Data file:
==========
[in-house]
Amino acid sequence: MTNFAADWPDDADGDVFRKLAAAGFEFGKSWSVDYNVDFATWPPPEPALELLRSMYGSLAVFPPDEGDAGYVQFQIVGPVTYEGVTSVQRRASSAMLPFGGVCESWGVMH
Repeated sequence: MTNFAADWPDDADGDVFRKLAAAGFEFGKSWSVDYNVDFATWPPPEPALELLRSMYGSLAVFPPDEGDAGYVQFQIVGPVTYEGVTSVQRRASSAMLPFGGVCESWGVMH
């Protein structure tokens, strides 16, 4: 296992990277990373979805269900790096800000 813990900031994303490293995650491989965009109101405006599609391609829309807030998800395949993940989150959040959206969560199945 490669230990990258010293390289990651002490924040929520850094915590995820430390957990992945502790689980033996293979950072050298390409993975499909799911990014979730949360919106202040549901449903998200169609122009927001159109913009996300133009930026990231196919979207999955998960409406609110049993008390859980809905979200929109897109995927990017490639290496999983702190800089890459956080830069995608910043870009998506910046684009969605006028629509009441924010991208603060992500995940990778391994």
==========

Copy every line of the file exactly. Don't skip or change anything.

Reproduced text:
[in-house]
Amino acid sequence: MTNFAADWPDDADGDVFRKLAAAGFEFGKSWSVDYNVDFATWPPPEPALELLRSMYGSLAVFPPDEGDAGYVQFQIVGPVTYEGVTSVQRRASSAMLPFGGVCESWGVMH
Repeated sequence: MTNFAADWPDDADGDVFRKLAAAGFEFGKSWSVDYNVDFATWPPPEPALELLRSMYGSLAVFPPDEGDAGYVQFQIVGPVTYEGVTSVQRRASSAMLPFGGVCESWGVMH
């Protein structure tokens, strides 16, 4: 296992990277990373979805269900790096800000 813990900031994303490293995650491989965009109101405006599609391609829309807030998800395949993940989150959040959206969560199945 490669230990990258010293390289990651002490924040929520850094915590995820430390957990992945502790689980033996293979950072050298390409993975499909799911990014979730949360919106202040549901449903998200169609122009927001159109913009996300133009930026990231196919979207999955998960409406609110049993008390859980809905979200929109897109995927990017490639290496999983702190800089890459956080830069995608910043870009998506910046684009969605006028629509009441924010991208603060992500995940990778391994």